Only real drawback is the monotone narration, which is annoying and cheesy.

But perhaps what is most enjoyable about the film is seeing how markedly different the cinematographic style is, from movies of the time mixed with the storyline that jumps back and forth weaving an intricate web between the principal actors.

The ending is a cliché ridden disaster.

Ironic, Entertaining.

Fast paced, suspenseful, and consistently interesting, the plot itself lacks anything to really make it stand out from other heist films, save for the excellent ending.

However, it's a damn fine film, that's tense, exciting and very compelling, and it does deserve to warrant a place on a favourite list of any self respecting film noir fan.

Definitely worth watching if you're a Kubrik fan.

I do not find this to be the case, as there are few to none of the long, languid shots, nor of the voyeuristic shots from an unmoving camera.

There were some suspenseful moments like when Timothy Carey has to shoot the horse and then get away in time .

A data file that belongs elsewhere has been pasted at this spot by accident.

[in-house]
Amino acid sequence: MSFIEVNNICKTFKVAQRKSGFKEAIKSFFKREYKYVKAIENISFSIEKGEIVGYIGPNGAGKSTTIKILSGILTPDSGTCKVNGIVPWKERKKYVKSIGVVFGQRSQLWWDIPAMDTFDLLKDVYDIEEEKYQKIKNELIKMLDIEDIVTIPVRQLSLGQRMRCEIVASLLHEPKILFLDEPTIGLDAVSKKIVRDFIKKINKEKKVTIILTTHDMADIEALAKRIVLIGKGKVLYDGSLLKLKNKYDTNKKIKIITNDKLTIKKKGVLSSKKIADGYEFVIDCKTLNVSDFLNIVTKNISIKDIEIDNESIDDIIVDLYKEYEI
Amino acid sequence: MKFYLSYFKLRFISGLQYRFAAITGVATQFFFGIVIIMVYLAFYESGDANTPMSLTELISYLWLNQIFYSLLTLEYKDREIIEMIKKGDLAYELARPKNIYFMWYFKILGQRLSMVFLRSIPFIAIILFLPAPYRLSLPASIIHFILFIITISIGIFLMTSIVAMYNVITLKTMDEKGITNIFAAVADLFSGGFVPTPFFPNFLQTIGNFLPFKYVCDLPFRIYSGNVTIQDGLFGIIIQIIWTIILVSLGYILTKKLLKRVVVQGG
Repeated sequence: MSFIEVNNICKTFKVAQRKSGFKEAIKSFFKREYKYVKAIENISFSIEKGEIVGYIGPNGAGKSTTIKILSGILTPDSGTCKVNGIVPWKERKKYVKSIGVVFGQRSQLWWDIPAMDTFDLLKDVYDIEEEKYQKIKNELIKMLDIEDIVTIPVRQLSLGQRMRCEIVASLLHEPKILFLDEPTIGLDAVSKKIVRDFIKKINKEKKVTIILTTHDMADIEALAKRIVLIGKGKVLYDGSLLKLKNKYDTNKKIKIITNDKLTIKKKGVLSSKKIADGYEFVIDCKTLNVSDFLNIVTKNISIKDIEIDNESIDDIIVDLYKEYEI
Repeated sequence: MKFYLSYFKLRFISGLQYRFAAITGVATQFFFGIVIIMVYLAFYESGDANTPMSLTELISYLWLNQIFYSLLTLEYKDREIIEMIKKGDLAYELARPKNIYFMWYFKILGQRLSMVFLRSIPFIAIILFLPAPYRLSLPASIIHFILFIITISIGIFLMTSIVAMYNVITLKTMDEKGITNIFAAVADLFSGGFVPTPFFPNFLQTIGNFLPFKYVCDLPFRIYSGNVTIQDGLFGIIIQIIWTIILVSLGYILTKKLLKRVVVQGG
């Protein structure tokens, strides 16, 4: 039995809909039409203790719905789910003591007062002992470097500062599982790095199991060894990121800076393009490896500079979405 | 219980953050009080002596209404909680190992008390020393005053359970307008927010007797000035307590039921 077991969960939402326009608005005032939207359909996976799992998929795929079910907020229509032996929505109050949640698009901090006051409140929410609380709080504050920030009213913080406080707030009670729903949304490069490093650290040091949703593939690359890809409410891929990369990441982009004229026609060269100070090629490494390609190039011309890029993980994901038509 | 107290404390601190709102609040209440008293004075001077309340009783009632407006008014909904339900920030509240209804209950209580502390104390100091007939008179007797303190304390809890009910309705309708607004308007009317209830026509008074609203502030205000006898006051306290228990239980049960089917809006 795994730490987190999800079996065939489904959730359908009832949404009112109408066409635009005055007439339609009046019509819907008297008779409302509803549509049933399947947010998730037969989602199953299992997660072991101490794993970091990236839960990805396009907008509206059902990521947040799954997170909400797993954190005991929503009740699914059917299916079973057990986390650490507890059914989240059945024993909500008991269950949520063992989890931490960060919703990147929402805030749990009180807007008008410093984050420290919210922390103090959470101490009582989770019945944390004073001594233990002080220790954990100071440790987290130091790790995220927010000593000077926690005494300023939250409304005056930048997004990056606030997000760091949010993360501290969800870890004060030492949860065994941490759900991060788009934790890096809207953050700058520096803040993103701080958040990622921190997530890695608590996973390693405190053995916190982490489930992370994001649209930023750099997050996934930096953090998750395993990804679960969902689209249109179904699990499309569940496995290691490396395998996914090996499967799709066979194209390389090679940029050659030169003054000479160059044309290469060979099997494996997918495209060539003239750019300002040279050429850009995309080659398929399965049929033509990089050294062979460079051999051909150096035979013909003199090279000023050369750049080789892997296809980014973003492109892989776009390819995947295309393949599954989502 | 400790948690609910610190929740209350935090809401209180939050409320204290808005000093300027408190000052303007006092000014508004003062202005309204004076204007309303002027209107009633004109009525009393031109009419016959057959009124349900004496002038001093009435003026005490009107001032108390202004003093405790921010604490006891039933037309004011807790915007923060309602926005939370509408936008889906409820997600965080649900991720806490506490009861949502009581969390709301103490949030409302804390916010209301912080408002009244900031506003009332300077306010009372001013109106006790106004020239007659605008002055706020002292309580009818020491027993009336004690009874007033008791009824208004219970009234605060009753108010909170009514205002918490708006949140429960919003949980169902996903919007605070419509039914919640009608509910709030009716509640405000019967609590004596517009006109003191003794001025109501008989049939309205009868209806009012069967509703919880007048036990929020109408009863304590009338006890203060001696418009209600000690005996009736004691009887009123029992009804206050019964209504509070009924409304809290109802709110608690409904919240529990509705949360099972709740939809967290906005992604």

The realism he brings to his psychotic killer demonstrates what Brando pulled off in `On the Waterfront,' or at least `The Wild One,' but also suggests the type of unpredictable excitement one would later expect from a Harvey Keitel or even character actors capable of on-the-edge-dangerousness like Peter Stormare (`8mm,' `Fargo').

It's a very similar film and just as enjoyable--though its reputation isn't nearly as good as THE KILLING's.

The movie soon settles into a thrilling vein culminating into an unexpected and brutally ironic climax as the group's hard-earned cash literally blows away - a compelling image of great symbolic value that visually mirrors early images of the racetrack grounds littered with losing tickets.

Be it Barry Lyndon or A Clockwork Orange everything has to be immaculate and at the same time engaging and the feeling at the end of it all should be 'I need more' and The Killing was a beginning of a new vision called Kubrick.

I think that it added a bit of confusion that was really nice.

There's plenty of good performances, snappy pacing and dialogue, and some very effective cinematography.

Thrilling Heist Film Noir with a Memorable Femme Fatale .